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Arab, Muslim, and Gay


Life can be particularly tough for an LGBTQ person living in a strict Muslim community. Islamic teachings forbid homosexuality. Many LGBTQ persons live in fear, hiding their sexual identity.


Can gays and lesbians be Muslim? Can Muslims be gay and lesbian? Of course. Sexuality is who you are, it's not something you can change and it doesn't have anything to do with religion. You can't chose sexuality like you can with religion. Even if one was raised to believe homosexuality was something wrong or even disgusting, it wouldn't change your orientation.



This causes a lot of people to suppress their feelings and hide their true sexuality which can cause a lot of self-hatred. Some people believe that it is okay to have homosexual feelings an long as you do not act on them but this just doesn't work because you can't spend your whole life pretending to be something you're not. Unfortunately, in some places, people are still uneducated and traditional and therefore it can cause a lot of problems for homosexuals, especially if they live in Muslim countries.


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But recently, people have become a lot more open and more Muslims are becoming more open minded about these things. But what would happen to a gay or lesbian Muslim completely depends on where they live and what their family is like. By the tenets of their faith, it's not possible for Muslim people to be gay or lesbian. Realistically, of course they can. They should probably look for a liberal, reformed sect of Islam, if there is one, that accepts homosexuality, just as many Christian sects do. But, depending on where they live they may be accepted or they may be put into prison and killed by their government and/or their family.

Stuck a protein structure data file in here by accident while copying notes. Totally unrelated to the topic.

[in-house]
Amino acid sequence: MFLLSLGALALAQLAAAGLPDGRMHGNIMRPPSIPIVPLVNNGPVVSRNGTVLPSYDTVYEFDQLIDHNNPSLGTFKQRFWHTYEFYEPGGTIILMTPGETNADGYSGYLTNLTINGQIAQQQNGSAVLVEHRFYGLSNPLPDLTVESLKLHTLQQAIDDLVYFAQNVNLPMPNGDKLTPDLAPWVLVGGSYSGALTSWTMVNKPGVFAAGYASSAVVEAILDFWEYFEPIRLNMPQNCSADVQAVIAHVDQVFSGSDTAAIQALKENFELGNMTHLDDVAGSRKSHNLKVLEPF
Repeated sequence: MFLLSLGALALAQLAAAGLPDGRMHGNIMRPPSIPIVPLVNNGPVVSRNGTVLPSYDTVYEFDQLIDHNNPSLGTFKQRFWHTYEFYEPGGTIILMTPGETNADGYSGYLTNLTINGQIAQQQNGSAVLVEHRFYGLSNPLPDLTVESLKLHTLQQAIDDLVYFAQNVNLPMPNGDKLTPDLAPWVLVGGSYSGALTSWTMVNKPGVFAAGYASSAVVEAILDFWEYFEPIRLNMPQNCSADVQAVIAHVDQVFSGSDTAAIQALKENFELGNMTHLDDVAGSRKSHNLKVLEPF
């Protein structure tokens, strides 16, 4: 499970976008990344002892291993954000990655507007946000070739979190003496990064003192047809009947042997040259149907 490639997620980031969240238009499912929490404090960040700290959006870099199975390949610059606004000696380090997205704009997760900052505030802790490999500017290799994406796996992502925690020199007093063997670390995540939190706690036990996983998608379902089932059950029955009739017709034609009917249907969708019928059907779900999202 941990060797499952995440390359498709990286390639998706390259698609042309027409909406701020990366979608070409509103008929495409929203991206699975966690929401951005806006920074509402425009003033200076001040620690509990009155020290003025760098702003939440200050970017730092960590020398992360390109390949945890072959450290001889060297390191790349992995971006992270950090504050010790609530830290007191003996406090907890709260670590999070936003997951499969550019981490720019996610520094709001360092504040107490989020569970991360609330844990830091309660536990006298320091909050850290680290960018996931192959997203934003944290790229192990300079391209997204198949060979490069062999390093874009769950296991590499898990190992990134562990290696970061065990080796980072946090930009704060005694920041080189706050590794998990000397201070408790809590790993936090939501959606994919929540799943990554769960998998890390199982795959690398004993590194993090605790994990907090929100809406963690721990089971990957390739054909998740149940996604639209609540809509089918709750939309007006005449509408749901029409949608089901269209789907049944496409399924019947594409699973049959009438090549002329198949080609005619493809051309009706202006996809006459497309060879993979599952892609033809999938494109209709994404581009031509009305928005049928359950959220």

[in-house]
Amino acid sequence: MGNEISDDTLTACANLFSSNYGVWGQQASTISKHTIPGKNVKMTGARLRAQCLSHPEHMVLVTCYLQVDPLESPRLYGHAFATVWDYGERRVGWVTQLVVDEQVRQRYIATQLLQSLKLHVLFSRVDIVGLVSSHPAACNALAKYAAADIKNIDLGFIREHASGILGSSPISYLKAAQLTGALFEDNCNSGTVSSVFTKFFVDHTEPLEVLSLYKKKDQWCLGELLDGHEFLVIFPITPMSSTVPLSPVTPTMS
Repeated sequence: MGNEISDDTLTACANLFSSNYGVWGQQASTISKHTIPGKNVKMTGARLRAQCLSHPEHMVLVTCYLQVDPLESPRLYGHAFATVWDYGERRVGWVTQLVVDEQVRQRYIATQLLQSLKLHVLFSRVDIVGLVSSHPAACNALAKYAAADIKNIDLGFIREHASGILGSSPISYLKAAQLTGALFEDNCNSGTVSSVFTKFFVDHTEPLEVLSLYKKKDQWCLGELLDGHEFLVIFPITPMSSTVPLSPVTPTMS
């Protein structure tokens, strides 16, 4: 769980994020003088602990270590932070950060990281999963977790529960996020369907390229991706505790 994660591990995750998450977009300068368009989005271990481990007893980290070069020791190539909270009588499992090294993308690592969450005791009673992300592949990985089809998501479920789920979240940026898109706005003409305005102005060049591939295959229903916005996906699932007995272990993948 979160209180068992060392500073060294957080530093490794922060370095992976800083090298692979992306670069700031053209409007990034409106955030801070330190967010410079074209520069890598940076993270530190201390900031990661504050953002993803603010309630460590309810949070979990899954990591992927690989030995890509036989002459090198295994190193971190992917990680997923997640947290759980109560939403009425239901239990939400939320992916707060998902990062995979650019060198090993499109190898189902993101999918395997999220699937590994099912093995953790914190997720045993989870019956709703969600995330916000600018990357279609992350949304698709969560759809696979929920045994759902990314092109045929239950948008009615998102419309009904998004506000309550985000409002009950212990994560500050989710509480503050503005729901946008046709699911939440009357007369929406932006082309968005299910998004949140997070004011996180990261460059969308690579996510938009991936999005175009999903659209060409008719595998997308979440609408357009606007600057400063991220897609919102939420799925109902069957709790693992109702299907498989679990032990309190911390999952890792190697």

Typical blog comments from Muslim lesbians include the following:

I am a lesbian and a Muslim living in an Arabic country and I have a girlfriend. We cannot be public about our relationship because the law prohibits same sex relationships. If we are discovered, we can go to jail because of our relationship. My family does not know anything nor my friends because it is shameful to us. I must still follow the traditions because we are in a country where everything is forbidden.

I have lived all my life in an Arab Muslim country and I know firsthand how oppressive, judgmental and simply uptight Muslims can be when it comes to homosexuality.